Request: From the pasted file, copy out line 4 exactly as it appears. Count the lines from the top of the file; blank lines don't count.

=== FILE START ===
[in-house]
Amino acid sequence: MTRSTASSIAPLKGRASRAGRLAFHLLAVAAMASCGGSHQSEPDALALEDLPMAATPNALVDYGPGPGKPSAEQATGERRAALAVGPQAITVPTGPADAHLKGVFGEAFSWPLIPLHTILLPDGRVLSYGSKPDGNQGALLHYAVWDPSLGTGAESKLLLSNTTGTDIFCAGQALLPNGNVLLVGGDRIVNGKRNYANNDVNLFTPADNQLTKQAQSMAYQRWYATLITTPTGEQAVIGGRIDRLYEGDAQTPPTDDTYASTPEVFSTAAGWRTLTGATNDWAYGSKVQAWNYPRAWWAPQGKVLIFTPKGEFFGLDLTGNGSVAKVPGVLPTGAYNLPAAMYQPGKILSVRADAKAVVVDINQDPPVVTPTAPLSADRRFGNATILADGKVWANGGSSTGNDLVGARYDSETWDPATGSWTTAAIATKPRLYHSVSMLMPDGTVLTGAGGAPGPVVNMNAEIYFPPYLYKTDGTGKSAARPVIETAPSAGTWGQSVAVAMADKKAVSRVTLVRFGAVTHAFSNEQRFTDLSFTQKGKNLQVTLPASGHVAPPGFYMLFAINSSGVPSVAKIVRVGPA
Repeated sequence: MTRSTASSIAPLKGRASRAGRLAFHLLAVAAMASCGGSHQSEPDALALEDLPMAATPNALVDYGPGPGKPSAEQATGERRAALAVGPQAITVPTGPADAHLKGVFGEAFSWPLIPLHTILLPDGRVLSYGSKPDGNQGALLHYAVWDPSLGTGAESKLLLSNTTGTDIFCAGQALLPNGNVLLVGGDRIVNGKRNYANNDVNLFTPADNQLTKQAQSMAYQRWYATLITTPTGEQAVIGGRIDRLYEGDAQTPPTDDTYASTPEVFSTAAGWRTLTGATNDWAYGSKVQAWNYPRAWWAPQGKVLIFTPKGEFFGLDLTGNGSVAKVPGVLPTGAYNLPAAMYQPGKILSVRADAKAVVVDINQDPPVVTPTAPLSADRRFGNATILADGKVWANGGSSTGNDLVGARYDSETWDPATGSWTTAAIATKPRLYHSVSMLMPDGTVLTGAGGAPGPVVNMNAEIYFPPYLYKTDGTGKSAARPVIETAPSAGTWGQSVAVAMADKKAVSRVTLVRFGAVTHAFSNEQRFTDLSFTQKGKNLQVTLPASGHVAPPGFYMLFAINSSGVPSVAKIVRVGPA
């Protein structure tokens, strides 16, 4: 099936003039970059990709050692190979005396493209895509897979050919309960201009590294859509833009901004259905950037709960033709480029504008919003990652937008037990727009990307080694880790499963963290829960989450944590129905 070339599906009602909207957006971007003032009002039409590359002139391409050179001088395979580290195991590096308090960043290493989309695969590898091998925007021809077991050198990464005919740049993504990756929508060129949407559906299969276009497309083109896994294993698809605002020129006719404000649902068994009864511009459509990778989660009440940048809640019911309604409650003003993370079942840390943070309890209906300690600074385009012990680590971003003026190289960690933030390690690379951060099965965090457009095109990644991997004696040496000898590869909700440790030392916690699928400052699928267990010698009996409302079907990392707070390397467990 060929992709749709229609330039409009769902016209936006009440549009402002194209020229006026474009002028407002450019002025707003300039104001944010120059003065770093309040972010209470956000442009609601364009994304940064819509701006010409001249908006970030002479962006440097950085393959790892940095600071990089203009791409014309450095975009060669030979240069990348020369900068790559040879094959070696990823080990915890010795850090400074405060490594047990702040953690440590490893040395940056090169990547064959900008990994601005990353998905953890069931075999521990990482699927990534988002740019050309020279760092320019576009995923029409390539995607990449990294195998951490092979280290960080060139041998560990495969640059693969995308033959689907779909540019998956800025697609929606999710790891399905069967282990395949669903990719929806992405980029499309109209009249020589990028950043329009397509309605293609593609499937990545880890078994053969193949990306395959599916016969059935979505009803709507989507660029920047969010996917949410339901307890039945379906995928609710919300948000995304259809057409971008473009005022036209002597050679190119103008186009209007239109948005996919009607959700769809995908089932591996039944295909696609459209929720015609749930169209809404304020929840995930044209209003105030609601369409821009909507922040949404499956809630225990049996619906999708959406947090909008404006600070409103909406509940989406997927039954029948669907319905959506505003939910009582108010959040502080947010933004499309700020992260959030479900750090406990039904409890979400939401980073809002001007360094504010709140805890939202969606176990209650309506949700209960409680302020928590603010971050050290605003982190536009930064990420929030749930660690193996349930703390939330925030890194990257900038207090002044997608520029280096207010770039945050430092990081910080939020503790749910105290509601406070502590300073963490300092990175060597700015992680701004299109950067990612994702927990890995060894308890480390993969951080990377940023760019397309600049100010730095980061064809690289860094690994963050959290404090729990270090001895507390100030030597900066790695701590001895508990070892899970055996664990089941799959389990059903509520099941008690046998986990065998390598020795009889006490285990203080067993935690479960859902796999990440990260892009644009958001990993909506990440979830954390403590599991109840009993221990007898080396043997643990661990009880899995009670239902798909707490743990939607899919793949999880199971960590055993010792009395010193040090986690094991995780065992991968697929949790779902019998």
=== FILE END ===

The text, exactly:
């Protein structure tokens, strides 16, 4: 099936003039970059990709050692190979005396493209895509897979050919309960201009590294859509833009901004259905950037709960033709480029504008919003990652937008037990727009990307080694880790499963963290829960989450944590129905 070339599906009602909207957006971007003032009002039409590359002139391409050179001088395979580290195991590096308090960043290493989309695969590898091998925007021809077991050198990464005919740049993504990756929508060129949407559906299969276009497309083109896994294993698809605002020129006719404000649902068994009864511009459509990778989660009440940048809640019911309604409650003003993370079942840390943070309890209906300690600074385009012990680590971003003026190289960690933030390690690379951060099965965090457009095109990644991997004696040496000898590869909700440790030392916690699928400052699928267990010698009996409302079907990392707070390397467990 060929992709749709229609330039409009769902016209936006009440549009402002194209020229006026474009002028407002450019002025707003300039104001944010120059003065770093309040972010209470956000442009609601364009994304940064819509701006010409001249908006970030002479962006440097950085393959790892940095600071990089203009791409014309450095975009060669030979240069990348020369900068790559040879094959070696990823080990915890010795850090400074405060490594047990702040953690440590490893040395940056090169990547064959900008990994601005990353998905953890069931075999521990990482699927990534988002740019050309020279760092320019576009995923029409390539995607990449990294195998951490092979280290960080060139041998560990495969640059693969995308033959689907779909540019998956800025697609929606999710790891399905069967282990395949669903990719929806992405980029499309109209009249020589990028950043329009397509309605293609593609499937990545880890078994053969193949990306395959599916016969059935979505009803709507989507660029920047969010996917949410339901307890039945379906995928609710919300948000995304259809057409971008473009005022036209002597050679190119103008186009209007239109948005996919009607959700769809995908089932591996039944295909696609459209929720015609749930169209809404304020929840995930044209209003105030609601369409821009909507922040949404499956809630225990049996619906999708959406947090909008404006600070409103909406509940989406997927039954029948669907319905959506505003939910009582108010959040502080947010933004499309700020992260959030479900750090406990039904409890979400939401980073809002001007360094504010709140805890939202969606176990209650309506949700209960409680302020928590603010971050050290605003982190536009930064990420929030749930660690193996349930703390939330925030890194990257900038207090002044997608520029280096207010770039945050430092990081910080939020503790749910105290509601406070502590300073963490300092990175060597700015992680701004299109950067990612994702927990890995060894308890480390993969951080990377940023760019397309600049100010730095980061064809690289860094690994963050959290404090729990270090001895507390100030030597900066790695701590001895508990070892899970055996664990089941799959389990059903509520099941008690046998986990065998390598020795009889006490285990203080067993935690479960859902796999990440990260892009644009958001990993909506990440979830954390403590599991109840009993221990007898080396043997643990661990009880899995009670239902798909707490743990939607899919793949999880199971960590055993010792009395010193040090986690094991995780065992991968697929949790779902019998």